Before the Spring Festival, people decorate their home inside and out to give it a festive atmosphere. They hang door-god engravings on the gate, place a short Spring Festival aphorism or saying on the doorframe, hang paper-cuts on the lintel, and put gingeli stalks in front of the gate. The front door is pasted with tidings of good fortune and paper-cuts are applied to the windows. Scarlet lanterns are hung in the rooms and New Year pictures and Fu (which means felicity) are pasted on the walls.

Of all the preparation work for Spring Festival, decorating the windows with paper-cuts is the most followed folk custom. The paper-cut contains many scenes involving animals and plants, such as the pie with a plum blossom, the swallow with a peach and osier, the peacock with a peony, the lion with a ball of rolled colored silk, the rhinoceros with the moon, the lotus flower with a fish, the mandarin duck with water, and others.

Each family must exhibit Spring Festival aphorisms or sayings. This folk custom is so important that each joss and each gate should be adorned with one. Most of the couplets in front of the joss are words of respect and prayer; the sayings on a granary or barn are usually expressions of warm happiness and hope; the sayings on the front door represent the family's best hopes and wishes, so the family attaches much importance to it. The words may be lyrical or describe the beauty of natural scenery. The content is rich with one heartfelt remark after another. Thus, the atmosphere of the New Year celebration will be especially strong and deeply felt.

 Chuxi (New Year's Eve)

New Year's Eve is the high point of the Spring Festival, so all the auspicious celebrations are held on New Year's Eve. There are many old customs such as not using scissors or needlework and not saying certain inauspicious words. To begin, the whole family has a family reunion dinner and exchange best wishes, heartily enjoying the New Year's happiness.

After dinner, people spread gingeli stalks on the ground in the courtyard so people can walk on them and make noise. This is called 'Caisui (trample the old year)' in Chinese. In order to treasure the departing year, everybody stays up all night and enjoys different recreational activities, which is called in Chinese 'Shousui (stay up late or all night on New Year's Eve to see the Old Year out and the New Year in)'. Everybody sits together around the stove, chatting and laughing. The children always play and set off firecrackers while the elders sit in the room to play cards and mahjong. The continuous sound of firecrackers rends the sky at midnight, which in Chinese is called 'Cisui (celebrating the lunar New Year's Eve to bid farewell to the outgoing year)'. After the ritual announcement that the previous year has gone and the New Year approaches, the whole family says 'Happy New Year' to each other. Younger people must bow down to pay a New Year greeting to the elders; the elders give young children 'Yasui Qian (the money as the Lunar New Year gift)'. Finally, the whole family will eat the maigre stuffing dumplings which means 'the subrogation of the year' and 'the reunion of the family'. A coin has been placed inside one of the dumplings and whoever gets the dumpling containing the coin will be considered the luckiest person in the coming year. The dumpling eating marks the beginning of the New Year.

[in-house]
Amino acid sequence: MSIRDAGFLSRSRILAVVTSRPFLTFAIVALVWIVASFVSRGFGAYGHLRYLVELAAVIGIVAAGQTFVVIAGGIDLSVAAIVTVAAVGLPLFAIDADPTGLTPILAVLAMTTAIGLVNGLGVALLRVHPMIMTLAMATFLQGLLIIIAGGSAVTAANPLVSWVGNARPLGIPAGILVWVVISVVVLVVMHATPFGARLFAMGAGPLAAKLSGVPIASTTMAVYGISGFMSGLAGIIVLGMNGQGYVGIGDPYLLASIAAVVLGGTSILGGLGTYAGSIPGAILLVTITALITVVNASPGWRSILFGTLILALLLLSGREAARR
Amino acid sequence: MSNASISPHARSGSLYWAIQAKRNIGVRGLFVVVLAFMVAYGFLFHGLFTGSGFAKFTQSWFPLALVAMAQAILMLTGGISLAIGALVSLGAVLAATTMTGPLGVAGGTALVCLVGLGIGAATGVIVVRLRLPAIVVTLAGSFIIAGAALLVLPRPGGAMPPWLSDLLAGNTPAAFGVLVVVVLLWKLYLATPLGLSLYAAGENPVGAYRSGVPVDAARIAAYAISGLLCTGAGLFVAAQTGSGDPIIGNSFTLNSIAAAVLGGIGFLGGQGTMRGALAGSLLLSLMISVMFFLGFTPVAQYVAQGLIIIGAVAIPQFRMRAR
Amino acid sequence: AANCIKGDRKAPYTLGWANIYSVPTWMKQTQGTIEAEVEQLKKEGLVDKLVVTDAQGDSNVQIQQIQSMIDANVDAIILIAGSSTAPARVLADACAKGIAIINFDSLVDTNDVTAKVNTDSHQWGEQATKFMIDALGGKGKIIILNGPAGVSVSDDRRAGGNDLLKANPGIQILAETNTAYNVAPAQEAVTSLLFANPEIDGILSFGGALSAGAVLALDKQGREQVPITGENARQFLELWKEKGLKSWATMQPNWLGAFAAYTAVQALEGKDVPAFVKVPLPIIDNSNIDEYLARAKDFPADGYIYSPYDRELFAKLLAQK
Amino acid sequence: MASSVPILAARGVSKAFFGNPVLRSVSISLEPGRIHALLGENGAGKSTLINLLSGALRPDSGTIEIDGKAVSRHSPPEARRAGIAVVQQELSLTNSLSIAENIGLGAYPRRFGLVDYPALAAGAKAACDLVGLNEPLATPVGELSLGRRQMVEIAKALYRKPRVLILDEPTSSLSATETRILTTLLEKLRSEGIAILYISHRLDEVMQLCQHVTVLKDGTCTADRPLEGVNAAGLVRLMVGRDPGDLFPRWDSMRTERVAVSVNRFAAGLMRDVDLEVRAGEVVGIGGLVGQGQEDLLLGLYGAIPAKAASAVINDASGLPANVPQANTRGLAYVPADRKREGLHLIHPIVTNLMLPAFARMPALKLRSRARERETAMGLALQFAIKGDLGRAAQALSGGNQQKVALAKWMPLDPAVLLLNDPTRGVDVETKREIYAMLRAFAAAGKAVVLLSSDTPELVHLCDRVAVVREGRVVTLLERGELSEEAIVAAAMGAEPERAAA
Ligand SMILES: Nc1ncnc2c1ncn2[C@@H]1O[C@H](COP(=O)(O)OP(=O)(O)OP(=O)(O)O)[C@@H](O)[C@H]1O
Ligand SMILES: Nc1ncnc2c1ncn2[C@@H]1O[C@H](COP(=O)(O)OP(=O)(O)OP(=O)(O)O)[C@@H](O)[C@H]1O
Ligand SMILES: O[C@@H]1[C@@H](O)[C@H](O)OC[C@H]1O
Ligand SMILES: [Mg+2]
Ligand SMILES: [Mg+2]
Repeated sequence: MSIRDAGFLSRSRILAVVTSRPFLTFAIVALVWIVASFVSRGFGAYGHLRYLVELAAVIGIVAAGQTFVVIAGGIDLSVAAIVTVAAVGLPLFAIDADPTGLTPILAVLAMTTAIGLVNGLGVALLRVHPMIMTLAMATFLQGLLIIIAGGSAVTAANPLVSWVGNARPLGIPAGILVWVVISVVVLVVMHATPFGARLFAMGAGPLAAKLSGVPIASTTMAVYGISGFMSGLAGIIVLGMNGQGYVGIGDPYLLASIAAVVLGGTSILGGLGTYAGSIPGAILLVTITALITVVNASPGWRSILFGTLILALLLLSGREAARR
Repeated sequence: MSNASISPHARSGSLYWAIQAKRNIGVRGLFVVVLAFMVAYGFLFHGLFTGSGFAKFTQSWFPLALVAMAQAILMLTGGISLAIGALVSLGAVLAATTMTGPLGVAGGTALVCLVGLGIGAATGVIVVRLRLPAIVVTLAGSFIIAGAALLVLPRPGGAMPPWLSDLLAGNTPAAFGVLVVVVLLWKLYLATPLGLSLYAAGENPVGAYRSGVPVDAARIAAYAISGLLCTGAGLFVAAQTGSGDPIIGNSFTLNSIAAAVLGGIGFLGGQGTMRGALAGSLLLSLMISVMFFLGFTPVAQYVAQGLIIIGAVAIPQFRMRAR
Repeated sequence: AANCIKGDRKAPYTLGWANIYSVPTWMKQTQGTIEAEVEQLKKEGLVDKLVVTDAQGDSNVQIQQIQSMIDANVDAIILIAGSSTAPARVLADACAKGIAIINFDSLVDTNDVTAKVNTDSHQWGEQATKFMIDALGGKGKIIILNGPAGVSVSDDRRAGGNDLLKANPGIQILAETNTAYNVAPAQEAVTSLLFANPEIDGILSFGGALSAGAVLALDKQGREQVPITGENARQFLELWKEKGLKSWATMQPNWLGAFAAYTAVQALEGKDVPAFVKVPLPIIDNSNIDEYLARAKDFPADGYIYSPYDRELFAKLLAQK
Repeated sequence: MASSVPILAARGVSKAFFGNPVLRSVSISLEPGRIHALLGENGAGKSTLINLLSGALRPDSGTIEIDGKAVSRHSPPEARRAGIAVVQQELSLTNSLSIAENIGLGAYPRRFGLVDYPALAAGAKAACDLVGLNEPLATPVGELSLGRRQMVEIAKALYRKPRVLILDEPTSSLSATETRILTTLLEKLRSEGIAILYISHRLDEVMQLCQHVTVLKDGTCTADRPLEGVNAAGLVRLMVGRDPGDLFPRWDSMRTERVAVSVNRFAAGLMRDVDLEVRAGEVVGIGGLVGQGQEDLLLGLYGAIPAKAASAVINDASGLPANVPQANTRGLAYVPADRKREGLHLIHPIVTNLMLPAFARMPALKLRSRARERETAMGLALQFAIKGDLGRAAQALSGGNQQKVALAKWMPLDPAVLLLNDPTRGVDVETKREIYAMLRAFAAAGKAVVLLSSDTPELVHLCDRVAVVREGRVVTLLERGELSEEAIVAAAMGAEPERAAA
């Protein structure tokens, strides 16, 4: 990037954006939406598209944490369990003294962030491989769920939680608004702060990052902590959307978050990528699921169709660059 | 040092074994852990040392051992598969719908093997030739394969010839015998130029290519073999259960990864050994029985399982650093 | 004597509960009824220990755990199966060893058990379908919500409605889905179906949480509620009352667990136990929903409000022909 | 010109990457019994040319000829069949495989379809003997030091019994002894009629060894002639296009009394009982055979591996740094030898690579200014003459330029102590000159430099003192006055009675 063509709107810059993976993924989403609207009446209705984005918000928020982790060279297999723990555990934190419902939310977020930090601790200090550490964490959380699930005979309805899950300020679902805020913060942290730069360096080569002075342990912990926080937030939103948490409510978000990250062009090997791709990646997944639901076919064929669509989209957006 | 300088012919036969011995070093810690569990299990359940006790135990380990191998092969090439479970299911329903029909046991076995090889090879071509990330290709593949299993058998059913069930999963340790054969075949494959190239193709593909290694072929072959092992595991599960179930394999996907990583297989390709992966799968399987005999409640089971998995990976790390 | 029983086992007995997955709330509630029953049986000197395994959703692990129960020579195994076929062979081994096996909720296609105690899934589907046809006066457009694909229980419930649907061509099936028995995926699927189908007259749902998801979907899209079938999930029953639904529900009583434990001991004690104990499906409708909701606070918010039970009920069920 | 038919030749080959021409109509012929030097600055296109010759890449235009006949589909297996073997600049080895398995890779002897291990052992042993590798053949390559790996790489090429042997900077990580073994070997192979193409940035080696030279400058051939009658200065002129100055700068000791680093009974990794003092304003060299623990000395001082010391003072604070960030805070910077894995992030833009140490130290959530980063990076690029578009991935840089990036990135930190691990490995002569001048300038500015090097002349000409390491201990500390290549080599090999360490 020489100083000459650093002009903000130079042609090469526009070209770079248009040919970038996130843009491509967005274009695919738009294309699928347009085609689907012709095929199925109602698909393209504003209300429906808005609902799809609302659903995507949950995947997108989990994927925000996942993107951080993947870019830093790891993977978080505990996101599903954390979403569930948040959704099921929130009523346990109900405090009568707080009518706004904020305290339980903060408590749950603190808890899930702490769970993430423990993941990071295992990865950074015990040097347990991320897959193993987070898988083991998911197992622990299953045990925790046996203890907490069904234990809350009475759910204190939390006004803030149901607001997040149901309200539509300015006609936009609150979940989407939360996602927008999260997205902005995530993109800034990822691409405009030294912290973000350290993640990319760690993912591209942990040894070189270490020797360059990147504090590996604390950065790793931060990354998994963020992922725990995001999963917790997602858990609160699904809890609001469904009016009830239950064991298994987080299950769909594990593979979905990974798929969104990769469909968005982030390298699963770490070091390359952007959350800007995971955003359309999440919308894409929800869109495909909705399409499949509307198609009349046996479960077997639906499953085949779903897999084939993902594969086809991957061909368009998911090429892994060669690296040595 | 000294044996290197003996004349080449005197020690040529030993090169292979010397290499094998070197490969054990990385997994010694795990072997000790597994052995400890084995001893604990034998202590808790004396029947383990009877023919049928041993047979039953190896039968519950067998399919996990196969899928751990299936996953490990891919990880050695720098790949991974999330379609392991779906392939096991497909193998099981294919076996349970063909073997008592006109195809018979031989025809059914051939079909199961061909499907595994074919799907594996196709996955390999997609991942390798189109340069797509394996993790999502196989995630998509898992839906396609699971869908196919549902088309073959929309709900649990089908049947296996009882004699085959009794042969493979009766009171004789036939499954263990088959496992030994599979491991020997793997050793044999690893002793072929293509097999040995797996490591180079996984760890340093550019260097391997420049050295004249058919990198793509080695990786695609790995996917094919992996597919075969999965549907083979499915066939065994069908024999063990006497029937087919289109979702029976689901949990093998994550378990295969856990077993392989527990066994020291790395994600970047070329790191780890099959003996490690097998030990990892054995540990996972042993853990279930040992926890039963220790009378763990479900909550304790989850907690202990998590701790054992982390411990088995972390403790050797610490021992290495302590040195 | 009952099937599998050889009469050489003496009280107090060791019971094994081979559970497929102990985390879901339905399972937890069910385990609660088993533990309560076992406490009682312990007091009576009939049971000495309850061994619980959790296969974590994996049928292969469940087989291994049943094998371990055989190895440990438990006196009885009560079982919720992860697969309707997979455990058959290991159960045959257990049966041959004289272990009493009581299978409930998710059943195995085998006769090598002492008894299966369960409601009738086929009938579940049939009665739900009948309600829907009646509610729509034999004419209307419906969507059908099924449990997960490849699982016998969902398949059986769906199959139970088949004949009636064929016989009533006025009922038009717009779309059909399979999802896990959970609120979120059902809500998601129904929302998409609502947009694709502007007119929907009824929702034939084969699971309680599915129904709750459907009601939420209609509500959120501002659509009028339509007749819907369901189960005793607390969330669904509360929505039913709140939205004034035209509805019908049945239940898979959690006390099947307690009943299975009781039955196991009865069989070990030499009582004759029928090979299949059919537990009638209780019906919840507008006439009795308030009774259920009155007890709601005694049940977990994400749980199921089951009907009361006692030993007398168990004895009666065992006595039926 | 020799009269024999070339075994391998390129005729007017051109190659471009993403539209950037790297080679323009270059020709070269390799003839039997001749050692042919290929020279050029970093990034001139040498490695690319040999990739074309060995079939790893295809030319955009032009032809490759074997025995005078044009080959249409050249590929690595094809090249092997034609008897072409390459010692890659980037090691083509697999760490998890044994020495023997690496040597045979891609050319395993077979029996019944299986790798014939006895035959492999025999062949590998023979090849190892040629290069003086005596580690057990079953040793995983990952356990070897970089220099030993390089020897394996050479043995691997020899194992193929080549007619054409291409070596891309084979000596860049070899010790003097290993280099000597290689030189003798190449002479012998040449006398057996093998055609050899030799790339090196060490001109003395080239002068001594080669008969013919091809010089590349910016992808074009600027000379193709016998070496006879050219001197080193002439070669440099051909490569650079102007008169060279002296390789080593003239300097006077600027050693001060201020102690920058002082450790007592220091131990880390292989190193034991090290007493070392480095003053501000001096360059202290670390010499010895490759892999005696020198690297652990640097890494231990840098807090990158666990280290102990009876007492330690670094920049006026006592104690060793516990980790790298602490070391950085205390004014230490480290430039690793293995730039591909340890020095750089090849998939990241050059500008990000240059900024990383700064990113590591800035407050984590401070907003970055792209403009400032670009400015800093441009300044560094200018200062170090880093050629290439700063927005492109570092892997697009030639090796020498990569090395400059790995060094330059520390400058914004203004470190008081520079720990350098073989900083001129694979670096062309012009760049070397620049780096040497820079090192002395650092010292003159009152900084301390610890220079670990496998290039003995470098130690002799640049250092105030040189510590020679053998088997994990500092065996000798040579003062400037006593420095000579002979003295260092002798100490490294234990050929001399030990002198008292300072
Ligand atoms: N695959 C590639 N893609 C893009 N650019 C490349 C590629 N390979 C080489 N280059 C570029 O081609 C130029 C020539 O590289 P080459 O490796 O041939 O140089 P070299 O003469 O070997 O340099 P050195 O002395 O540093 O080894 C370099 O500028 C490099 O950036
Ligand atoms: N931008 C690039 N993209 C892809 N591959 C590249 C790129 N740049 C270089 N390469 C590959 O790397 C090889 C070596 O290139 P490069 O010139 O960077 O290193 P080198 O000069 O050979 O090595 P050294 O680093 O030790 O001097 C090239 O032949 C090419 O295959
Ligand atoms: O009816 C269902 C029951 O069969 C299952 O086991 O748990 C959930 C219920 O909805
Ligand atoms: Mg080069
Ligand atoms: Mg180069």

Pay New Year's Call

From the first day to the fifth day of the lunar New Year is the time for visiting relatives and friends to pay the traditional New Year's call. Depending upon the social relations between people, the form of New Year's call may be roughly dived into four kinds:

Call on relatives: On the first day, a couple must go to the bridegroom's family and the next day to the bride's family. They must bring a gift for their parents and may travel a long way. Usually they have a meal or enjoy other entertainment.

Courtesy call to colleagues or friends: Generally, it is not suitable to have a long visit in this kind of situation. You can exchange a few words of conventional greetings and some pleasantries then say goodbye. After the New Year's greeting is accepted, the person visited should pay a return visit another day.

Benedictory visiting to special persons: If the family owes a debt of gratitude to another such as an attorney or a doctor, they should bring some gifts when they pay the New Year's call to express their thankfulness.

Informal dropping around like visiting neighbors: There are no formalities when visiting neighbors, only sitting a while in their home for a brief conversation.

If families cannot pay a New Year's call on time, they should make it up in the future. The time limit for paying a New Year's call may extend to the Lantern Festival on the15th of the first lunar month.

In recent times, new ways to pay the New Year's call have evolved such as a get-together to exchange greetings, a banquet, a party, or a tea party.  


'Powu' in informal Chinese means the fifth day of the first lunar month, after which the shops re-open and business resumes. Generally speaking, on this day families eat dumplings, set off firecrackers, and have a whole family celebration, which represents eliminating misfortune from the coming New Year. After the sixth day, even though everyone's daily life gradually gets back to normal, a festive atmosphere still prevails.

 Lantern Festival

The 15th day of the first lunar month is the Lantern Festival and is another climactic activity during Spring Festival. Lantern Festival is the epilogue of the New Year's celebration. From the 13th day to the 17th day of the first lunar month, everyplace is decorated with lanterns and colorful streamers. People can not only eat rice glue balls, enjoy the decorative lanterns, guess lantern-riddles, and set off firecrackers but can also watch the traditional festivities like the lion dance. The whole family has a reunion and enjoys harmony and happiness. At this point, the New Year's celebration comes to an end.